A sample photo image directory.


Consider this common scenario for people working on commercial website projects. You have a bunch of product photos but not photos of every product. You need to create two lists: one of the images you already have and another with other images, some of which you might not have.
This “cheat sheet” uses Irfanview ® and Microsoft Excel ® to create these lists and compare the data.

Preliminary Steps

Your first steps are gathering your information. You should have a list of image file names, possibly already in Excel. If not, duplicate the following procedure on the folder or directory where your existing images are found.
You will also want to locate the directory where the new images—including the missing shots—can be found.
If you already have a list of image file names, copy and paste the list into a column in Excel under the header “existing” and save the worksheet.

Irfanview Steps

These steps work on a folder of images where you are using Irfanview’s thumbnail function to view them.
Start by opening Irfanview and the folder where the images are found. Hit “T” to view them as thumbnails. Next hit “A” to select all images.
Now right click on the images and choose “Save selected file names as text” from the options presented.
You now have your list of file names without the associated images.

Initial Excel Steps

The Long Way
Use this method at least once so you understand how to do it.
Open Excel then, under File Open, have it open All Files and select your text file. Open the images as Fixed width and follow the Screen import wizard.
Next, see how the image file names are presented. Assuming parts of the file name are spread across multiple columns, delete every column except the final one with the actual image name. An example is saving only names such as Test1.JPG instead of C:\My_Documents\project_image_files\Test1.jpg when all of the other text is stored in additional columns.
An excel list with original file names spread across several columns.
Now you should have file names like Shoes\redmens10m.JPG and Shoes\redwomens6.JPG.
Shrink those names down so they resemble those in the list of images you already have. One way of doing this is counting the number of spaces from the right—including the period for your “dot JPG”—for your longest length name.
Now use Excel’s RIGHT Function to gather just the text characters you want to keep.
Assuming your original filename with all of the data is in column A and you want to save the first 8 characters from the right, your formula (in cell B1) will look like this:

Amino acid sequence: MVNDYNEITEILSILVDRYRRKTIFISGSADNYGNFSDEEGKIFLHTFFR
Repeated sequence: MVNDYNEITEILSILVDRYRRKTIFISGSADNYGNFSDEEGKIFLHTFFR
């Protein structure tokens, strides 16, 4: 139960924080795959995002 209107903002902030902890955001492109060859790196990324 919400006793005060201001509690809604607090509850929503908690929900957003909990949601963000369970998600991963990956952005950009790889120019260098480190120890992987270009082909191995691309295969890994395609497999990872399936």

Delete or modify any file names where extra characters still exist. It’s far easier to delete unneeded text than add critical information back in.
Cell B1 should just have the characters you need for comparison purposes. Copy and paste special values (Alt+ESV) to replace your formula with the actual file names and that step is finished.
Use the same procedure on your existing images if their file names are not already stored in an Excel worksheet.
Use this method when  the text you want to delete is identical with every image file name.
The Short Way
Assuming you have the same set of characters at the beginning of every file name, use search and replace (Crtl+H) to search for them and replace them with nothing. Hit Replace All and the extra characters are gone leaving just the rest of your original file name. It’s a heck of a lot quicker than the long way.

Comparing Lists

Now you’ve got a list of new file names that looks identical in format to what you already had. Do a vlookup (hit the F1 key, type in Vlookup function and read the help article if you are unfamiliar with it) between your two spreadsheets and sort the results.
Assuming your new images are stored in Column A and your old images in column B on a different worksheet, your formula should look something like:
·         =VLOOKUP(A1,'test 2.txt'!$B:$B,1,FALSE)
·         A1 is your starting cell
·         ‘test 2.txt’ is the spreadsheet where you are looking for the comparison data
·         $B:$B is the column where the data can be found
·         1 is the number of cells you are comparing
·         False indicates you want an exact match. True would give you an inexact match, which is generally avoided.
Assuming your results are in Column C, do a sort and look for the #N/A’s. An N/A indicates your worksheet of existing file names lacks that particular image. The name will appear if you already have it.
All you have to do now is harvest the images listed as N/A and you’re done.

Editor’s Note: A detailed look at using Irfanview can be found in my archives. Email me directly at davereyn83@gmail.com for a copy.